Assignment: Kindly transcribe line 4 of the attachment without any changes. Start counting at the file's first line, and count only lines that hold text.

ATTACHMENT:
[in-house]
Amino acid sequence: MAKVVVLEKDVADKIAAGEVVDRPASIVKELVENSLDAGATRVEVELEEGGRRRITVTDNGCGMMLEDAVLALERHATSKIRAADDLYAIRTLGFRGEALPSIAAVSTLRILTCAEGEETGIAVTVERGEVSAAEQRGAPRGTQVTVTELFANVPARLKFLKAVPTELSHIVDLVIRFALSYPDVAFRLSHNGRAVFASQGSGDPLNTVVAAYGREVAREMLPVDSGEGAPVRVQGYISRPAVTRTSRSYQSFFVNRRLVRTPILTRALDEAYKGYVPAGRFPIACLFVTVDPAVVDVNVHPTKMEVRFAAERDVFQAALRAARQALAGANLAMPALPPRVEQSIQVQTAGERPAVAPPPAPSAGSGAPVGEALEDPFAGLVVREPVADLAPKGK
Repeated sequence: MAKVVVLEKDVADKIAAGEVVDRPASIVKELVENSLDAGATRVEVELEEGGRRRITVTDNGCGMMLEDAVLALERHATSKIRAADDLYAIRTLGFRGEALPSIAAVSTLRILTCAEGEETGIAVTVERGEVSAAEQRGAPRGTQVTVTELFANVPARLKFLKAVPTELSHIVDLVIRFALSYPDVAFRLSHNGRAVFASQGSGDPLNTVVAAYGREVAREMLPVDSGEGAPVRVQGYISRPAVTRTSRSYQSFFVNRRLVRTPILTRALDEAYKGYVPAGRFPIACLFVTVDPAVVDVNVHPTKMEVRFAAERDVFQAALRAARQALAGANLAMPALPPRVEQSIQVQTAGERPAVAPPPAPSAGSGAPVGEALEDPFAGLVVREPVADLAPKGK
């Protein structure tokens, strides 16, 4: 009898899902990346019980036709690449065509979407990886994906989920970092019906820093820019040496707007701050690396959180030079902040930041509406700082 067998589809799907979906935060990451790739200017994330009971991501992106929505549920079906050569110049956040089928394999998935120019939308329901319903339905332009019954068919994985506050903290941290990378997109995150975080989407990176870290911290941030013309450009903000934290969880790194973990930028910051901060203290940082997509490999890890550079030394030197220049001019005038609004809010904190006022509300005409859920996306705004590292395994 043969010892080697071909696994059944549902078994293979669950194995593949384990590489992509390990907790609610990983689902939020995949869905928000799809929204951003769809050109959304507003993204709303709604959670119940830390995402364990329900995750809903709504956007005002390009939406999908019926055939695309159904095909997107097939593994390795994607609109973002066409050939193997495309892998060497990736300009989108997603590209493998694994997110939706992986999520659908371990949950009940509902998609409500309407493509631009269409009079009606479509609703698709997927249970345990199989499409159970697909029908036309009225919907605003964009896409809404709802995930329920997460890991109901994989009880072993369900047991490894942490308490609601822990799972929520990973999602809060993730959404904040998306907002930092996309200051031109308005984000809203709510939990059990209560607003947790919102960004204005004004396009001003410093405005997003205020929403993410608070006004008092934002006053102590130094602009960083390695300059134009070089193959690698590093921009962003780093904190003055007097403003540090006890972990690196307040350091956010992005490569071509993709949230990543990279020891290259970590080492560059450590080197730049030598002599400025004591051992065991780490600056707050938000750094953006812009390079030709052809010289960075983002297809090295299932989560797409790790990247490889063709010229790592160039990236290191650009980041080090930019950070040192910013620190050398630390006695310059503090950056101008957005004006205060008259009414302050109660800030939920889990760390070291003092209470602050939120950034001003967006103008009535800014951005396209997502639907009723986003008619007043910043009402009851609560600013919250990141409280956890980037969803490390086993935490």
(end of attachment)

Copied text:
């Protein structure tokens, strides 16, 4: 009898899902990346019980036709690449065509979407990886994906989920970092019906820093820019040496707007701050690396959180030079902040930041509406700082 067998589809799907979906935060990451790739200017994330009971991501992106929505549920079906050569110049956040089928394999998935120019939308329901319903339905332009019954068919994985506050903290941290990378997109995150975080989407990176870290911290941030013309450009903000934290969880790194973990930028910051901060203290940082997509490999890890550079030394030197220049001019005038609004809010904190006022509300005409859920996306705004590292395994 043969010892080697071909696994059944549902078994293979669950194995593949384990590489992509390990907790609610990983689902939020995949869905928000799809929204951003769809050109959304507003993204709303709604959670119940830390995402364990329900995750809903709504956007005002390009939406999908019926055939695309159904095909997107097939593994390795994607609109973002066409050939193997495309892998060497990736300009989108997603590209493998694994997110939706992986999520659908371990949950009940509902998609409500309407493509631009269409009079009606479509609703698709997927249970345990199989499409159970697909029908036309009225919907605003964009896409809404709802995930329920997460890991109901994989009880072993369900047991490894942490308490609601822990799972929520990973999602809060993730959404904040998306907002930092996309200051031109308005984000809203709510939990059990209560607003947790919102960004204005004004396009001003410093405005997003205020929403993410608070006004008092934002006053102590130094602009960083390695300059134009070089193959690698590093921009962003780093904190003055007097403003540090006890972990690196307040350091956010992005490569071509993709949230990543990279020891290259970590080492560059450590080197730049030598002599400025004591051992065991780490600056707050938000750094953006812009390079030709052809010289960075983002297809090295299932989560797409790790990247490889063709010229790592160039990236290191650009980041080090930019950070040192910013620190050398630390006695310059503090950056101008957005004006205060008259009414302050109660800030939920889990760390070291003092209470602050939120950034001003967006103008009535800014951005396209997502639907009723986003008619007043910043009402009851609560600013919250990141409280956890980037969803490390086993935490």